Interview with Victoria Gugenheim

by Jessie Nash

Photo courtesy of Marcus T.

When British visual artist Victoria Gugenheim told me she was performing as a female drag queen in a show called “Kinky Salon” at the London venue, The Resistance Gallery, my first image was that of a drag king. It took me a few seconds to extract the real meaning from the term ‘female drag queen’ and ask “Wait, what?”

“Female drag queens” are sometimes described by the LGBT community – according to the LGBT Info Wiki – as “Faux Queens.” I was embarrassed to admit this concept was unfamiliar to me.  I’ve known about drag kings and queens since my teen experiences with the LGBT scene. I learned quickly not make assumptions about the sexuality or identity of those performing. Yet I could not recall ever seeing a female drag queen show. In simple terms, a female drag queen is a biological female performing in the traditional drag queen style usually employed by men. For Victoria there is also an element of her sexuality and gender identity involved. She describes herself as: “A riot grrrl who’s a gay man, who’s a drag queen, trapped in a woman’s body.” Of course it made perfect sense after that, and I wondered how the whole thing had passed me by. Continue reading “Interview with Victoria Gugenheim”

Feminism & Creativity

by Stephanie Land

Tara, Brooklyn, New York. All images by Stephanie Land.

To be left alone on the tightrope of youthful unknowing is to experience the excruciating beauty of full freedom and the threat of eternal indecision.

– Maya Angelou, I Know Why The Caged Bird Sings

I sketched this quote in pencil on my bedroom wall when I was 16; it was tucked away by my desk, around a field of flowers I had painted. It may have been the beginning of my feminist experience, without even knowing it. Maya Angelou’s writings got me through and out of my very young and traumatic abusive situation with a high school boy.  While studying photography at Columbia College Chicago, I officially found a haven in my discovery of feminism. I found adopting a feminist ideology gave me the opportunity and sense of security I needed in order to express my anger, shave my head and let my hair grow in other places that weren’t considered feminine. I didn’t want to be called pretty, and I fought any kind of denigrating remarks made about women, whether on the street or in the workplace. I used the medium of photography to discover new insights. Continue reading “Feminism & Creativity”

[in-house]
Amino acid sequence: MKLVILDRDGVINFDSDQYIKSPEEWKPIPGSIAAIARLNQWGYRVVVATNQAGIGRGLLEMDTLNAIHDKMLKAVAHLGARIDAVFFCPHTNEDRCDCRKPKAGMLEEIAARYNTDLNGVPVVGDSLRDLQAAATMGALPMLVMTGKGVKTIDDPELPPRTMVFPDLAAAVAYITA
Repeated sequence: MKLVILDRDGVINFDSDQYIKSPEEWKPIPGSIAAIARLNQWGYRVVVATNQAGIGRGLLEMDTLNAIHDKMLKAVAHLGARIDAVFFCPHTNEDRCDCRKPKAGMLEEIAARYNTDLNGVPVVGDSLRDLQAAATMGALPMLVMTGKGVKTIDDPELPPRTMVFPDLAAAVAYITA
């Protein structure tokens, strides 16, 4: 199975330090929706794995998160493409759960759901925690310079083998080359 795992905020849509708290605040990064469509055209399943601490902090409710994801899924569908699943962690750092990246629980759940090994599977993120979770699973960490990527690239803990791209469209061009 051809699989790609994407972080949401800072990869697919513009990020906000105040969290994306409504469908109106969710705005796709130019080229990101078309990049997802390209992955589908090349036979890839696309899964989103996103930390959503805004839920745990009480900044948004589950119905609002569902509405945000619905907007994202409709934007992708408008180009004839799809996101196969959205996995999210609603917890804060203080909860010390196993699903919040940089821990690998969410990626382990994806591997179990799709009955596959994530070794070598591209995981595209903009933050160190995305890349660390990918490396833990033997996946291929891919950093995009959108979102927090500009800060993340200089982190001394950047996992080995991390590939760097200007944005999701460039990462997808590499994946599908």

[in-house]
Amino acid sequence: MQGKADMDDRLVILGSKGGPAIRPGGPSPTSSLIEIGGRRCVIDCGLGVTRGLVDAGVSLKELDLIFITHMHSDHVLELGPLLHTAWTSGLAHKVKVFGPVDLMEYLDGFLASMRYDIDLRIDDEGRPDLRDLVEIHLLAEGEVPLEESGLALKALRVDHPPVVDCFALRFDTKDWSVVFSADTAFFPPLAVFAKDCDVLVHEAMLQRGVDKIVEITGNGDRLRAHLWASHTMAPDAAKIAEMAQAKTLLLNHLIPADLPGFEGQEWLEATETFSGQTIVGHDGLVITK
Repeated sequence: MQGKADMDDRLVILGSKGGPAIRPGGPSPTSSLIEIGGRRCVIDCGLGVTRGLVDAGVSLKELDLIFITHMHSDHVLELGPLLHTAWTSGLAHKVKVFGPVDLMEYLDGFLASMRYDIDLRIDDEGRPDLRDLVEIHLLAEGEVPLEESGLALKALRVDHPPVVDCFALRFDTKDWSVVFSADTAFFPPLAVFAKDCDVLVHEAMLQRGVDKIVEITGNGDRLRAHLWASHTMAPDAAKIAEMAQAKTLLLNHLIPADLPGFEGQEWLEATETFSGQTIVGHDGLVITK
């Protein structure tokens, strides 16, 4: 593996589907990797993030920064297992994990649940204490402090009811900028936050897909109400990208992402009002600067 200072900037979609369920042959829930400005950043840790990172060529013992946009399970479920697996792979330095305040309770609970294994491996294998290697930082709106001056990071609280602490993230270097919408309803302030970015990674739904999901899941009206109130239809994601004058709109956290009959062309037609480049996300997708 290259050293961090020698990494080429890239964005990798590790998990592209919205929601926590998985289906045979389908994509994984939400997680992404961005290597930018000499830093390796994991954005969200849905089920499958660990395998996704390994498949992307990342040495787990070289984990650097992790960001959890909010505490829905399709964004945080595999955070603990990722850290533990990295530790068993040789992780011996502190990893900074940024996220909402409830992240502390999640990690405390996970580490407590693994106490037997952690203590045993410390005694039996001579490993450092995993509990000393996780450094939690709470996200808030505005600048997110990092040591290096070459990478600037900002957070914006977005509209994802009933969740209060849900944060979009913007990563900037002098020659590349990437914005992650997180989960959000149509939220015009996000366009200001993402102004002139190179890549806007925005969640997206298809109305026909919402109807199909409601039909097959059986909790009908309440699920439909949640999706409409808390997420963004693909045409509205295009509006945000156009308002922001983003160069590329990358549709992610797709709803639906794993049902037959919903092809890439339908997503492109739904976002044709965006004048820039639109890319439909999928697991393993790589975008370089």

Making her Voice Heard at Speaker’s Corner: The Work of Latifa Echakhch at the Tate Modern

by Jen Westmoreland Bouchard

Latifa Echakhch, Speakers Corner 2008 and Fantasia 2008 © The artist, installation at Tate. Photo: Tate Photography

Born in El Khnansa, Morocco in 1974, Latifa Echakhch has lived most of her life in France and now resides and works in both Paris and Martigny, Switzerland.  Echakhch’s work focuses primarily on themes of cultural identity, agency, globalization, and immigration.  Her 2006 work, Hospitality, explores the bureaucratic obstacles faced by immigrants to France and the ways in which these “outsiders” are perceived by their Western counterparts. In the fall of 2008, I had the opportunity to view Echakhch’s installation, Speaker’s Corner, on display in London’s Tate Modern.   The installation is made up of two parts residing in separate rooms.  Though physically separate, they relate to one another thematically on many levels.  For Each Stencil Revolution 2007 is a room of dark blue carbon paper layered over the entirety of each of the four walls.  The title of this section harkens back to international human rights and war protests of the 1960s, during which carbon paper was used to create multiple copies of flyers, statements, and images. Continue reading “Making her Voice Heard at Speaker’s Corner: The Work of Latifa Echakhch at the Tate Modern”